I don't think so.
     
  6. Per

    Per

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    Technically as things stand currently in the US at least if you have a license then first-sale doctrine is not applicable with software : http://en.wikipedia.org/wiki/Vernor_v._Autodesk,_Inc.

    Initially Autodesk got the slapdown but the 9th circuit reversed the decision, the arguments on both sides were extremely tenuous and greed driven, however AD did have one real argument in there which was the instrument of delivery had no real value, just the code itself and all that was proffered was a license to use said code, i.e. licensee relationship which is in law non-transferable.
     
  7. TheRaider

    TheRaider

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    It seems to me that you either need to get a lawyer or drop it. Seems to me you won't be able to sell it and the quote from unity support has dropped the value of buying to pretty much zero because of the risk involved.

    Without support backing you up, the market for a buyer is zero.
     
  8. AndyLL

    AndyLL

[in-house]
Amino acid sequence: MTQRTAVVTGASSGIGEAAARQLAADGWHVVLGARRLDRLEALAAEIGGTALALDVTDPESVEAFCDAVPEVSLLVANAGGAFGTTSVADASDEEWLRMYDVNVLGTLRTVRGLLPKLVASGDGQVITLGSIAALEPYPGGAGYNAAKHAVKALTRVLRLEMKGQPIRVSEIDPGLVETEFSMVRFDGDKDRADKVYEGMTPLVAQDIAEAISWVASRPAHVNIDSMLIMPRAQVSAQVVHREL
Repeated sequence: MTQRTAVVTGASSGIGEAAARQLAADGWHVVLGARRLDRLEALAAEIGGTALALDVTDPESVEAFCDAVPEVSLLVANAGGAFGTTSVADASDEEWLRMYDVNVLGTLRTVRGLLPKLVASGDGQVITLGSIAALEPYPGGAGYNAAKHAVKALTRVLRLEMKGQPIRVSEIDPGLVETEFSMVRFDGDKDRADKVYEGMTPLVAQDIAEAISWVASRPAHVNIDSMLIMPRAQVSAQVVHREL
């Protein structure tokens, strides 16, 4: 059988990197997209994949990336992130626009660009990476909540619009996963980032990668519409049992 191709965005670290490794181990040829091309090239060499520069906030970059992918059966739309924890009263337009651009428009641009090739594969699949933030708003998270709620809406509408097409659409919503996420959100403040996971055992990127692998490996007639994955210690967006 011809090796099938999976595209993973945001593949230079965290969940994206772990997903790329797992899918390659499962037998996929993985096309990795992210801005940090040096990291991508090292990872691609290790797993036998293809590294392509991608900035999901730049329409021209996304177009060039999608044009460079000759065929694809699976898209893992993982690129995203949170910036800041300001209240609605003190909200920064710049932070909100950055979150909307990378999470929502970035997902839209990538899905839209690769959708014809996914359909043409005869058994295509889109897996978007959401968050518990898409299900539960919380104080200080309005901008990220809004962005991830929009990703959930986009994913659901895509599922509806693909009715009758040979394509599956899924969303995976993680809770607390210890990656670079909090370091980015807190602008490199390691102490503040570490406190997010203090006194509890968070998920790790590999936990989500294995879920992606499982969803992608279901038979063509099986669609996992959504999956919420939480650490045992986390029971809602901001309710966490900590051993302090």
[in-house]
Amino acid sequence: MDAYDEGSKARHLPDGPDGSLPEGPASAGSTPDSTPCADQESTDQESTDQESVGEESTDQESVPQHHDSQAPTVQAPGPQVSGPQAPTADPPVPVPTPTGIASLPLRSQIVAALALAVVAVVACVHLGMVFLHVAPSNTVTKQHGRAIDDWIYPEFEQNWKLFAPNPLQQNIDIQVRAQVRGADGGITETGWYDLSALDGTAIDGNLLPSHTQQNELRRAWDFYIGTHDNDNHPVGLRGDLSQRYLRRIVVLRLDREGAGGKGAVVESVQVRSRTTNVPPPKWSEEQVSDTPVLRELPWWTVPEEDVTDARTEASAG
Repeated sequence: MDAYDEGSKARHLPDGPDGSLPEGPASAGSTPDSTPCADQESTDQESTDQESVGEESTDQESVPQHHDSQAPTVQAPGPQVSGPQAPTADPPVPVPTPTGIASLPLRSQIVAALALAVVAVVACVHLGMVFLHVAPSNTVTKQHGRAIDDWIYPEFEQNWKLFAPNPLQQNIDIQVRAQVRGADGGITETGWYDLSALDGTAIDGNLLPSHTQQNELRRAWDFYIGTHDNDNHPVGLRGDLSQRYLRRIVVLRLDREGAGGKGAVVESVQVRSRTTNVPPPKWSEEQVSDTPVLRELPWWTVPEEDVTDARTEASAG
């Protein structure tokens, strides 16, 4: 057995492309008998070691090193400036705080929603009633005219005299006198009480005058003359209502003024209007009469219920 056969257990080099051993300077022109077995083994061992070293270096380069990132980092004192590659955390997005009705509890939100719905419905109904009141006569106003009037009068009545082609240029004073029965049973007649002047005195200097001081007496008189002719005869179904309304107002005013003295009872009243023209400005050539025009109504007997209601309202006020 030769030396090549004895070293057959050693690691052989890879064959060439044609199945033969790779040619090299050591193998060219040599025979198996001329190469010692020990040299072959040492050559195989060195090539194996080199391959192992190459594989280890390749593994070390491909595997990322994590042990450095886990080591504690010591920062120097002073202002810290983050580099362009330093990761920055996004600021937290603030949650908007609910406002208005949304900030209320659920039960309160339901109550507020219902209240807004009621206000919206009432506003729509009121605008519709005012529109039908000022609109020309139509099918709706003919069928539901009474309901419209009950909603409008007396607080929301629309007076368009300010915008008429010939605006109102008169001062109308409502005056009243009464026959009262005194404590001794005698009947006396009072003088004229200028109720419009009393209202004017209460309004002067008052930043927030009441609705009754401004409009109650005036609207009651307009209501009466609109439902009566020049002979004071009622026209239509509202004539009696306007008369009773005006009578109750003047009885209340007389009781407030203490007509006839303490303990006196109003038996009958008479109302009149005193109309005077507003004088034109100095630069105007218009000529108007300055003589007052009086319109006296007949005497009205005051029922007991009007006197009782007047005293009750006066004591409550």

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    Yeah... if you really think you are an exception to the standard license agreement you should have worked it out with Unity 1st instead of posting an 'in your face I'm doing what I want to' thread in public.
     
  9. fogman

    fogman

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    Well I can only repeat the response that I got from Unity (From Alex McCredie, Account Executive, EMEA, Unity Technologies). If you want to verify his statement then send me a pm, so I can send you his email adress.

    Actually my Assets in the asset store were published with Unity 3.5 free, so this won´t be a problem.
    Also not I´m an exception to the standard license agreement, but every Unity Customer in the EU is. ;)
     
  10. S3dition

    S3dition

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    Actually, with Unity 5 on the way, a free version of Unity 4 with pre-orders, and the interest in UE4, I think this leaky ship is sinking fast.

    I'd rather buy Unity 5 and get Unity 4 for free instead of buying a reduced rate Unity 4 and then a full price Unity 5.

    Also, the chance that Unity will blacklist the license and leave me with nothing means a very strong no thank you and a recommendation to everyone else to stay away.